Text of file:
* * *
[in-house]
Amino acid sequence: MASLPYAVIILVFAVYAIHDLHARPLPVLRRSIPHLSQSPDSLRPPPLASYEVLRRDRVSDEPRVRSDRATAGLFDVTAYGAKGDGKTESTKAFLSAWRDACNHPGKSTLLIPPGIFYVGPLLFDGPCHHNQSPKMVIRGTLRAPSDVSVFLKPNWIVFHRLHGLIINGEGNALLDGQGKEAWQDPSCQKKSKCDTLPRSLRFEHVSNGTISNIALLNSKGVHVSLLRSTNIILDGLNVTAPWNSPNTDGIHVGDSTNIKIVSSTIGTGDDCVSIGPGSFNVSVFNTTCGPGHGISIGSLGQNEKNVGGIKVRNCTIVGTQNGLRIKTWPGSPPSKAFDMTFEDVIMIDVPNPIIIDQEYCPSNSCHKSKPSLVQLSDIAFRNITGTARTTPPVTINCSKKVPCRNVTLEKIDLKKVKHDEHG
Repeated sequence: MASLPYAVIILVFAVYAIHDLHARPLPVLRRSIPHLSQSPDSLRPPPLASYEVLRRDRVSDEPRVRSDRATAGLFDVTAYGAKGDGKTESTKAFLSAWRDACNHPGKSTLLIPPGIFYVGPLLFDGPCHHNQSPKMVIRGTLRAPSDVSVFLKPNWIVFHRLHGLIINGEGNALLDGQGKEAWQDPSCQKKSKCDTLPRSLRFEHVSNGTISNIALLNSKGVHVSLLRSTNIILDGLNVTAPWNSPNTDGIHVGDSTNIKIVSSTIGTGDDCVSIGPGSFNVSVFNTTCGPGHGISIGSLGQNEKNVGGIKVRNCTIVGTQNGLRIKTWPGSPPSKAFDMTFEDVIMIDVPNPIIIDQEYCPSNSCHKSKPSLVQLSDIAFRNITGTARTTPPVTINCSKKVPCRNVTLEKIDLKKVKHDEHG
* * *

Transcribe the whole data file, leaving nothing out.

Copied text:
[in-house]
Amino acid sequence: MASLPYAVIILVFAVYAIHDLHARPLPVLRRSIPHLSQSPDSLRPPPLASYEVLRRDRVSDEPRVRSDRATAGLFDVTAYGAKGDGKTESTKAFLSAWRDACNHPGKSTLLIPPGIFYVGPLLFDGPCHHNQSPKMVIRGTLRAPSDVSVFLKPNWIVFHRLHGLIINGEGNALLDGQGKEAWQDPSCQKKSKCDTLPRSLRFEHVSNGTISNIALLNSKGVHVSLLRSTNIILDGLNVTAPWNSPNTDGIHVGDSTNIKIVSSTIGTGDDCVSIGPGSFNVSVFNTTCGPGHGISIGSLGQNEKNVGGIKVRNCTIVGTQNGLRIKTWPGSPPSKAFDMTFEDVIMIDVPNPIIIDQEYCPSNSCHKSKPSLVQLSDIAFRNITGTARTTPPVTINCSKKVPCRNVTLEKIDLKKVKHDEHG
Repeated sequence: MASLPYAVIILVFAVYAIHDLHARPLPVLRRSIPHLSQSPDSLRPPPLASYEVLRRDRVSDEPRVRSDRATAGLFDVTAYGAKGDGKTESTKAFLSAWRDACNHPGKSTLLIPPGIFYVGPLLFDGPCHHNQSPKMVIRGTLRAPSDVSVFLKPNWIVFHRLHGLIINGEGNALLDGQGKEAWQDPSCQKKSKCDTLPRSLRFEHVSNGTISNIALLNSKGVHVSLLRSTNIILDGLNVTAPWNSPNTDGIHVGDSTNIKIVSSTIGTGDDCVSIGPGSFNVSVFNTTCGPGHGISIGSLGQNEKNVGGIKVRNCTIVGTQNGLRIKTWPGSPPSKAFDMTFEDVIMIDVPNPIIIDQEYCPSNSCHKSKPSLVQLSDIAFRNITGTARTTPPVTINCSKKVPCRNVTLEKIDLKKVKHDEHG